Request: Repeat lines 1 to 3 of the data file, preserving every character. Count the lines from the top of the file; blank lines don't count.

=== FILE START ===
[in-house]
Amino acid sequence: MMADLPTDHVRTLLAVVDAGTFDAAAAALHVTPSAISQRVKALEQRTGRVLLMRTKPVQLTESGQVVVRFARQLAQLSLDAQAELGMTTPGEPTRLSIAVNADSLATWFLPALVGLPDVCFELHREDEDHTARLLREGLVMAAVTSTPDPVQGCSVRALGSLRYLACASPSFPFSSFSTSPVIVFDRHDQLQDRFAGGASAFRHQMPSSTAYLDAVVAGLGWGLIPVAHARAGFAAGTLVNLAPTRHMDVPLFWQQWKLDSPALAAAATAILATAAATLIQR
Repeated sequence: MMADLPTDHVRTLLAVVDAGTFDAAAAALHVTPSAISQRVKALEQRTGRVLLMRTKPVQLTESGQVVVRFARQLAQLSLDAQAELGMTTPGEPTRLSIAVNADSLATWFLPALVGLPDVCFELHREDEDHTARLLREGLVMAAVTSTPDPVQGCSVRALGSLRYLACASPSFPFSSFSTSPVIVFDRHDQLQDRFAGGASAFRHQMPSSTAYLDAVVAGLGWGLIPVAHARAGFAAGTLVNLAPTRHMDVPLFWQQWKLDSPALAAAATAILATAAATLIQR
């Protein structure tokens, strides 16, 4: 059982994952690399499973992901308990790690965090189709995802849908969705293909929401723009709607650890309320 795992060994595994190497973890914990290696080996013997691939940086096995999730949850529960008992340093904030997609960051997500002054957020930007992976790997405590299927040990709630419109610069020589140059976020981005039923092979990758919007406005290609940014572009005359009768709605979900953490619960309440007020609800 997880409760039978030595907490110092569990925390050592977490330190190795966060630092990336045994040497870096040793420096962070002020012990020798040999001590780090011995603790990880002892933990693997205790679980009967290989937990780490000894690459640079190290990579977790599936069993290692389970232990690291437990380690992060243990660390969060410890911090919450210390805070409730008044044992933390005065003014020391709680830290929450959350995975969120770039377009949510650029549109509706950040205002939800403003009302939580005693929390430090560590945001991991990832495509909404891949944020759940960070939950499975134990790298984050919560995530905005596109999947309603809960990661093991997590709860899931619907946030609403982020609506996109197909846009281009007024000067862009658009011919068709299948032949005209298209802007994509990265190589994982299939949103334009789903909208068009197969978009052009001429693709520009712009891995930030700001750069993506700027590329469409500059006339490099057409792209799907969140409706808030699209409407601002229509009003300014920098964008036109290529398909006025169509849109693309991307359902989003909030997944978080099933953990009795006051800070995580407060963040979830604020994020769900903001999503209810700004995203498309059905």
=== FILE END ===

[in-house]
Amino acid sequence: MMADLPTDHVRTLLAVVDAGTFDAAAAALHVTPSAISQRVKALEQRTGRVLLMRTKPVQLTESGQVVVRFARQLAQLSLDAQAELGMTTPGEPTRLSIAVNADSLATWFLPALVGLPDVCFELHREDEDHTARLLREGLVMAAVTSTPDPVQGCSVRALGSLRYLACASPSFPFSSFSTSPVIVFDRHDQLQDRFAGGASAFRHQMPSSTAYLDAVVAGLGWGLIPVAHARAGFAAGTLVNLAPTRHMDVPLFWQQWKLDSPALAAAATAILATAAATLIQR
Repeated sequence: MMADLPTDHVRTLLAVVDAGTFDAAAAALHVTPSAISQRVKALEQRTGRVLLMRTKPVQLTESGQVVVRFARQLAQLSLDAQAELGMTTPGEPTRLSIAVNADSLATWFLPALVGLPDVCFELHREDEDHTARLLREGLVMAAVTSTPDPVQGCSVRALGSLRYLACASPSFPFSSFSTSPVIVFDRHDQLQDRFAGGASAFRHQMPSSTAYLDAVVAGLGWGLIPVAHARAGFAAGTLVNLAPTRHMDVPLFWQQWKLDSPALAAAATAILATAAATLIQR